141. Skipping Town, Whidbey Island

Whidbey Island is a place where the Sani cans are clean, where the rabbits run free, and where the firefighters post enormous signs on huge trucks reading “Ditch Mitch, Dump Trump” on one side, and “Firefighters for Biden” on the other. The island is a place where people actually do live on island time, sipping lattes in the courtyards, chatting with their elderly friends.

We set sail via ferry to the Isle of Whidbey.  The stuffed Jesus doll that accompanies me on all of my major adventures (a gift from Barb when I was having surgery) jumped out for a photo shot with a life ring.  Saving lives with Jesus!  Luckily, no one went overboard.

White and green Whidbey Island Ferry on Puget Sound
Whidbey Island Ferry, Washington State

Nancy, the wound nurse, had instructed me, “do something spontaneous”.  The wound vacuum machine proved an abysmal failure, and with it off of my body, a quick escape option opened up.  A couple days on the island created a lot of opportunity.

I forget how “quick and easy” it is to hop over to another world.  Whidbey Island is a place where the Sani cans are clean, where the rabbits run free, and where the firefighters post enormous signs on huge trucks reading “Ditch Mitch, Dump Trump” on one side, and “Firefighters for Biden” on the other.  The island is a place where people actually do live on island time, sipping lattes in the courtyards, chatting with their elderly friends.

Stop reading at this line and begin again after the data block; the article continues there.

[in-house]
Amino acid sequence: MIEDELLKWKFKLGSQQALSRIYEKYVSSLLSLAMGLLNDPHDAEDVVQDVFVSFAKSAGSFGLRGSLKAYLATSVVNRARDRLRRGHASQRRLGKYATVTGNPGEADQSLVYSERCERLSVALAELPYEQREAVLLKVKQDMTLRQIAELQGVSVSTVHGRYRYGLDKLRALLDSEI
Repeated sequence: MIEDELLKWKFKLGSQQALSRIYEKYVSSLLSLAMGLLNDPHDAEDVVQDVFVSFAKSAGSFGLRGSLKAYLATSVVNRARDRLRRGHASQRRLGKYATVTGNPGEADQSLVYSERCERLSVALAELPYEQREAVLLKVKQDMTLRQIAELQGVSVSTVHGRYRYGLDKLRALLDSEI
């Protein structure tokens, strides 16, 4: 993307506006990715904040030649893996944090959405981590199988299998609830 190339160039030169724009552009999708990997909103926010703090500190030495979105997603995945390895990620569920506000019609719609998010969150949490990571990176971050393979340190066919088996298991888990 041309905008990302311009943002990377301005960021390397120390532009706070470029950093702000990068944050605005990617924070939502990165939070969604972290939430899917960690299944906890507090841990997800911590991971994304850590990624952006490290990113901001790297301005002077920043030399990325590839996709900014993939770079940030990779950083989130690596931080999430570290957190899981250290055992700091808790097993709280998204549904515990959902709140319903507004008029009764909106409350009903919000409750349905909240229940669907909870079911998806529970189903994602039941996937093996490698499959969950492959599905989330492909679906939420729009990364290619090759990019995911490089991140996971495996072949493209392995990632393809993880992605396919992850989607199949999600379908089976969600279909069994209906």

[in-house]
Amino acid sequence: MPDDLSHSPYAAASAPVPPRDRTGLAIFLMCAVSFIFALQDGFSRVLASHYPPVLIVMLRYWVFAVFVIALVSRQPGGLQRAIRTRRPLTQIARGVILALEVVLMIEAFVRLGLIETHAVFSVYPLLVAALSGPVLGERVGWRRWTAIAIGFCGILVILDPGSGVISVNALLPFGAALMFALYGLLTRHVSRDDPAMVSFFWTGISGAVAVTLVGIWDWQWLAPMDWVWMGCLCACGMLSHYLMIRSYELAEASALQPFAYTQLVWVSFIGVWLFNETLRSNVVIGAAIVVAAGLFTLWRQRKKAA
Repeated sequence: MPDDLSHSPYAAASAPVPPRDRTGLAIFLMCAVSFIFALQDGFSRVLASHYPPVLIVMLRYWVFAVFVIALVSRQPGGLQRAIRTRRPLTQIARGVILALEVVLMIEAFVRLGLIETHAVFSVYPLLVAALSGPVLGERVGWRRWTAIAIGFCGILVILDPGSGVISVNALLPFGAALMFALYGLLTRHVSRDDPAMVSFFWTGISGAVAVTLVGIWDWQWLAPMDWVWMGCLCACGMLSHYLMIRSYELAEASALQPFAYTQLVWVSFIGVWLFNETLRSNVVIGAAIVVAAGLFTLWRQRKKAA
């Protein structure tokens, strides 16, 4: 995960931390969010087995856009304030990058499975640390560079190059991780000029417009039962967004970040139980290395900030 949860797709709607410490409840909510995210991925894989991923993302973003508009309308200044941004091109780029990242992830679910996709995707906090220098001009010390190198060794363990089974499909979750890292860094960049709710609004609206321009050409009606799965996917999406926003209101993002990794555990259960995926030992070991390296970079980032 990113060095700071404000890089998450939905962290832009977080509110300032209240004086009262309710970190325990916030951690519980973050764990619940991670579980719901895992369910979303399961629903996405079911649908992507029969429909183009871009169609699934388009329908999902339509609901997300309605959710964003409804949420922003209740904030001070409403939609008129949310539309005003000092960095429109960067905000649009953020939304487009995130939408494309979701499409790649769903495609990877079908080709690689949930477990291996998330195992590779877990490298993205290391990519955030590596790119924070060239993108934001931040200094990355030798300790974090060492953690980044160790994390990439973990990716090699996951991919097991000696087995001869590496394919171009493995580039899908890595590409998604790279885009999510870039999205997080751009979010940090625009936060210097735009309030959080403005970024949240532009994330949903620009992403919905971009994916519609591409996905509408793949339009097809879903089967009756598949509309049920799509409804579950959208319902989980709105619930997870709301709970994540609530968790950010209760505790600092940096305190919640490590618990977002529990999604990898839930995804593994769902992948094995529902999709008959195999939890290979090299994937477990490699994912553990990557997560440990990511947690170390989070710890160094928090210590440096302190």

The tiny home, our Airbnb, was set in a field that was surrounded by forest.  One evening, we were greeted by a four point buck, much taller than the car, and not too concerned about our presence on his driveway.  No one was too concerned with our presence, honestly, or we with theirs.

Beaches, and forests, and small town shops are just what the doctor ordered.  Literally.

Author: Michele Plumb Stowell

Michele Stowell was a teacher, a hand holder, and encouraging voice. Born an early Gen Xer, she has lived in Western Washington for the duration. Her children, two spectacular genetic daughters and an uncountable number of marvelous scout and school sons and daughters, shine as her biggest impact and her greatest blessing. Just before her 54th birthday, Michele was diagnosed with stage four cancer. Her writing and art work are expressions of the drama and the joy of living earth bound. On October 24, 2021, Michele was released from her physical body, transported to continue her work on other realms.

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